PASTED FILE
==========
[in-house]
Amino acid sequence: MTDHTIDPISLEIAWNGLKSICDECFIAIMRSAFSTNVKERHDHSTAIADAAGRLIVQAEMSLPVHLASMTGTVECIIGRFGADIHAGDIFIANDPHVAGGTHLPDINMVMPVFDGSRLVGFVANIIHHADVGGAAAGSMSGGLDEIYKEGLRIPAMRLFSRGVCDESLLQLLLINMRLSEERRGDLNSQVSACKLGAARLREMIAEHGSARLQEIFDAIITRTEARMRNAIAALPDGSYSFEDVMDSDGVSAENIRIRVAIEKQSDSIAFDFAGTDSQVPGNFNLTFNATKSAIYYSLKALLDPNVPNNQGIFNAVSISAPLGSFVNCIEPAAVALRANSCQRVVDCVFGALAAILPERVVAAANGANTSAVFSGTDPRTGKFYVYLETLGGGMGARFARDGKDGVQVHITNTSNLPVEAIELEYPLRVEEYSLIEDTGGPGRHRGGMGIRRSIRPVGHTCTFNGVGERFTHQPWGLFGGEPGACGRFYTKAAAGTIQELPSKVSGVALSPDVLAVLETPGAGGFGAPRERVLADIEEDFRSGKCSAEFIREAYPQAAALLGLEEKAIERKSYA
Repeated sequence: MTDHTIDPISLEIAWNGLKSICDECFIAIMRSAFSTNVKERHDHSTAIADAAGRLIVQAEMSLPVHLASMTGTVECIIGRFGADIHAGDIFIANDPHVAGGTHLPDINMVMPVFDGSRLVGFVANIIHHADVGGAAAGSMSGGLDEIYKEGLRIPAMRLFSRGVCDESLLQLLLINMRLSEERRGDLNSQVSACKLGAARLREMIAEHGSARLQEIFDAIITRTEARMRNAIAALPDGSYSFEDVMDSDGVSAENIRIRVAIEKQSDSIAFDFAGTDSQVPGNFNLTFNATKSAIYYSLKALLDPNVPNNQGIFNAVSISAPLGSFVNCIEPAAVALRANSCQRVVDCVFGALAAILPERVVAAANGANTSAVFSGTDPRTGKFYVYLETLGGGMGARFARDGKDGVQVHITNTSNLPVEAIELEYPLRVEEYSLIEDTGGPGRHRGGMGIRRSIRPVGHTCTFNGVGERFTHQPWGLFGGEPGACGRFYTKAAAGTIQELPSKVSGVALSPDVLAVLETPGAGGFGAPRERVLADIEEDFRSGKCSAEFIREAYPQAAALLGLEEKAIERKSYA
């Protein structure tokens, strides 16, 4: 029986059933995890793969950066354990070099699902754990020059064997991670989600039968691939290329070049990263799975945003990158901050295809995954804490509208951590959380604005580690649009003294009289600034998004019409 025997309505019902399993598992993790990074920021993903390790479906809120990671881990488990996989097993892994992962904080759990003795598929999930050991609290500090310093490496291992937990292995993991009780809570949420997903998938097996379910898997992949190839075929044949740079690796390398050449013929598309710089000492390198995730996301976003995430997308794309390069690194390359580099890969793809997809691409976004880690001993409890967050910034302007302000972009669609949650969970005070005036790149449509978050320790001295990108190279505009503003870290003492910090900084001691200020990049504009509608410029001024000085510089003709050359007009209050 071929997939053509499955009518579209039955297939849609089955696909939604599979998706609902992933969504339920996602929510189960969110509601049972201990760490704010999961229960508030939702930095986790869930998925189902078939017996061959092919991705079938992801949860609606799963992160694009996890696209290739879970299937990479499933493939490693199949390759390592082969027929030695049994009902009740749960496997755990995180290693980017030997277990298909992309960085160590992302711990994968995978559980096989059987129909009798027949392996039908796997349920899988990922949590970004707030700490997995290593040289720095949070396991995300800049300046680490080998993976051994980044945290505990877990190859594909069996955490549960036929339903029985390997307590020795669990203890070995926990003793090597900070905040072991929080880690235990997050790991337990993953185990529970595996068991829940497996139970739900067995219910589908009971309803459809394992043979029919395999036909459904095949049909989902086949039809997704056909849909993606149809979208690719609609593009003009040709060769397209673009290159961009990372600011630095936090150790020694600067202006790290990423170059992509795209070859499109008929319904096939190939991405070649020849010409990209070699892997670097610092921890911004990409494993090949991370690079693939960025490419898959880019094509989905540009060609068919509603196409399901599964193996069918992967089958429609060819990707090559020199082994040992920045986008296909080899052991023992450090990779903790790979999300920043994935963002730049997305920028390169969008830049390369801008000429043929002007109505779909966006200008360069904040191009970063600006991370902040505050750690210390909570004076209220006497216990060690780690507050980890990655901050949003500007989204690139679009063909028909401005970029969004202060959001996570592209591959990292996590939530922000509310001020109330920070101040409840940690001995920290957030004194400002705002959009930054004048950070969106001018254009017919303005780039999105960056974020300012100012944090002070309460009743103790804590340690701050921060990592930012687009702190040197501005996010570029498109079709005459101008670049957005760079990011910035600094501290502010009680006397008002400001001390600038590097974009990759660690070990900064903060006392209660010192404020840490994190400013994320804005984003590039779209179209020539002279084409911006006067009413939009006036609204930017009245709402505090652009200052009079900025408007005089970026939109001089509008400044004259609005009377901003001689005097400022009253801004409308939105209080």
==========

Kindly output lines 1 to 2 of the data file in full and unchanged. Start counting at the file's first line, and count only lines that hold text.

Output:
[in-house]
Amino acid sequence: MTDHTIDPISLEIAWNGLKSICDECFIAIMRSAFSTNVKERHDHSTAIADAAGRLIVQAEMSLPVHLASMTGTVECIIGRFGADIHAGDIFIANDPHVAGGTHLPDINMVMPVFDGSRLVGFVANIIHHADVGGAAAGSMSGGLDEIYKEGLRIPAMRLFSRGVCDESLLQLLLINMRLSEERRGDLNSQVSACKLGAARLREMIAEHGSARLQEIFDAIITRTEARMRNAIAALPDGSYSFEDVMDSDGVSAENIRIRVAIEKQSDSIAFDFAGTDSQVPGNFNLTFNATKSAIYYSLKALLDPNVPNNQGIFNAVSISAPLGSFVNCIEPAAVALRANSCQRVVDCVFGALAAILPERVVAAANGANTSAVFSGTDPRTGKFYVYLETLGGGMGARFARDGKDGVQVHITNTSNLPVEAIELEYPLRVEEYSLIEDTGGPGRHRGGMGIRRSIRPVGHTCTFNGVGERFTHQPWGLFGGEPGACGRFYTKAAAGTIQELPSKVSGVALSPDVLAVLETPGAGGFGAPRERVLADIEEDFRSGKCSAEFIREAYPQAAALLGLEEKAIERKSYA